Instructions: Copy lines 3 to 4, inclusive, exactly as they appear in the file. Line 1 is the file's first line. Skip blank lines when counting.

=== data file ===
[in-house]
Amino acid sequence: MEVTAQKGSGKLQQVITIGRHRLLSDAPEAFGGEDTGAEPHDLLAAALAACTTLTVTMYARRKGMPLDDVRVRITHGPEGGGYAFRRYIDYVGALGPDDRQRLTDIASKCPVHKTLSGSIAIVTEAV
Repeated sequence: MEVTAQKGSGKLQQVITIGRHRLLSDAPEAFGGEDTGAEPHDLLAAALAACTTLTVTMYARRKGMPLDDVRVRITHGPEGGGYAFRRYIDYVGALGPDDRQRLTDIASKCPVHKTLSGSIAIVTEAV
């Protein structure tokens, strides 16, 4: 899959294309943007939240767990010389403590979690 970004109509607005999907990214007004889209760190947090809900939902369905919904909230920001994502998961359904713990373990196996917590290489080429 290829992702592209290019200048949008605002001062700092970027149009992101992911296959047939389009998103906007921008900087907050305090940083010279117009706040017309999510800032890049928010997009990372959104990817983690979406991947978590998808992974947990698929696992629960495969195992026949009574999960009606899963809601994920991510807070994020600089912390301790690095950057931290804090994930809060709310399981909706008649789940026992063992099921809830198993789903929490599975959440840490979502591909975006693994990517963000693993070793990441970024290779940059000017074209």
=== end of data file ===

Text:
Repeated sequence: MEVTAQKGSGKLQQVITIGRHRLLSDAPEAFGGEDTGAEPHDLLAAALAACTTLTVTMYARRKGMPLDDVRVRITHGPEGGGYAFRRYIDYVGALGPDDRQRLTDIASKCPVHKTLSGSIAIVTEAV
């Protein structure tokens, strides 16, 4: 899959294309943007939240767990010389403590979690 970004109509607005999907990214007004889209760190947090809900939902369905919904909230920001994502998961359904713990373990196996917590290489080429 290829992702592209290019200048949008605002001062700092970027149009992101992911296959047939389009998103906007921008900087907050305090940083010279117009706040017309999510800032890049928010997009990372959104990817983690979406991947978590998808992974947990698929696992629960495969195992026949009574999960009606899963809601994920991510807070994020600089912390301790690095950057931290804090994930809060709310399981909706008649789940026992063992099921809830198993789903929490599975959440840490979502591909975006693994990517963000693993070793990441970024290779940059000017074209």